HbA1c or glycated haemoglobin is the test used to monitor your blood glucose levels over the previous 2 – 3 months.
This is a different test to the blood glucose test that people with diabetes do frequently (often several times a day), usually with a finger prick and small device called a ‘glucometer’.
To use a cricketing analogy, we look at a cricketer’s batting average over the summer to see how they perform overall since looking at the number of runs in a single day does not give you a good indication of that athlete’s overall skill and performance. In the same way, a blood glucose test gives a snapshot of a level at a particular time, and the HbA1c test gives an indication of what has been happening over a longer period.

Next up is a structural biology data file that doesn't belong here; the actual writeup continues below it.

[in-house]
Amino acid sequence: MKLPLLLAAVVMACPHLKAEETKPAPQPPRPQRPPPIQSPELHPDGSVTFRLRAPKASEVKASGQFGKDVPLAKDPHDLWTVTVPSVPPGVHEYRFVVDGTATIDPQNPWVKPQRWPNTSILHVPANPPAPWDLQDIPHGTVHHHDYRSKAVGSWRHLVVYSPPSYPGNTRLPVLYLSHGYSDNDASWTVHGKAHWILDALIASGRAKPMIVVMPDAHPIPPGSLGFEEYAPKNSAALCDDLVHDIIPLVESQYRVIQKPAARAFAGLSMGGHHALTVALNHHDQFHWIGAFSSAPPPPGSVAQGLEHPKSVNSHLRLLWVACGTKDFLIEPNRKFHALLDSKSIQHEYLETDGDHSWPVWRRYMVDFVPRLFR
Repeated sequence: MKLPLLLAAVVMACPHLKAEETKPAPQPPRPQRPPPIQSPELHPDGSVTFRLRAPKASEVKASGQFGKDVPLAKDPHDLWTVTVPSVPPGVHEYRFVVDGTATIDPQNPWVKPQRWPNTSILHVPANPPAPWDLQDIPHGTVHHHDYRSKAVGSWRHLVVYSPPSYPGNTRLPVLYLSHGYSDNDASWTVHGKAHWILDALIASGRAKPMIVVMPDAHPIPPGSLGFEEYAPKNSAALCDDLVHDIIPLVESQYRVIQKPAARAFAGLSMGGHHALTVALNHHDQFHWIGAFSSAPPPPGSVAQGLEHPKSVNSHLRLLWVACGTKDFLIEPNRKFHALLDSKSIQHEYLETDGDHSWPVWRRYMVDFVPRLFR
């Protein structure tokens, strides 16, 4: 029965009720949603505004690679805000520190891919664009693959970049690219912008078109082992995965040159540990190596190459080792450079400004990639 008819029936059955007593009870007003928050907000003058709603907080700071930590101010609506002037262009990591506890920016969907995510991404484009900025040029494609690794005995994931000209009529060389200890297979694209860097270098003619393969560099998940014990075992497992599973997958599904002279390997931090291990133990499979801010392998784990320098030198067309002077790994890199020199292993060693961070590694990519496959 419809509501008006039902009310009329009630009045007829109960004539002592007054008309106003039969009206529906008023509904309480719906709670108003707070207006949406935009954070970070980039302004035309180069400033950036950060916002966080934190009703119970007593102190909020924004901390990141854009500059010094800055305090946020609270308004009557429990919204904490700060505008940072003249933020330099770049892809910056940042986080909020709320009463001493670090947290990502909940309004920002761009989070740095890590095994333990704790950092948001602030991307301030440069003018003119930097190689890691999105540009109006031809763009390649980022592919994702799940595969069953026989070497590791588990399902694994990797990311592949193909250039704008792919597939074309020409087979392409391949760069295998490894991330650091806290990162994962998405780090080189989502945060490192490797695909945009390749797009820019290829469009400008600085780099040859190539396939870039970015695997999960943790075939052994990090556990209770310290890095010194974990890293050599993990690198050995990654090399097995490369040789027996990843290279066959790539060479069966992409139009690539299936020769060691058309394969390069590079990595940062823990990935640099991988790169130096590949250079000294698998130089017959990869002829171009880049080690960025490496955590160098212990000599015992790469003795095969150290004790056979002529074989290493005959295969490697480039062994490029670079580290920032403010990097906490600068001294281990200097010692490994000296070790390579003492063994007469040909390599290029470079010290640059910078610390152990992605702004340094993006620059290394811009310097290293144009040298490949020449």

Some of the glucose in the blood binds to the haemoglobin inside your red blood cells. Therefore, conditions that affect your red blood cells or haemoglobin can affect your HbA1c results. Such conditions include for example anaemia, iron deficiency, vitamin deficiencies or kidney disease (amongst others).
If there is any possibility that you may have a condition affecting your red blood cells or haemoglobin you should consult with your doctor before taking an HbA1c test.
HbA1c tests should not be used for diagnosis of diabetes in the following cases: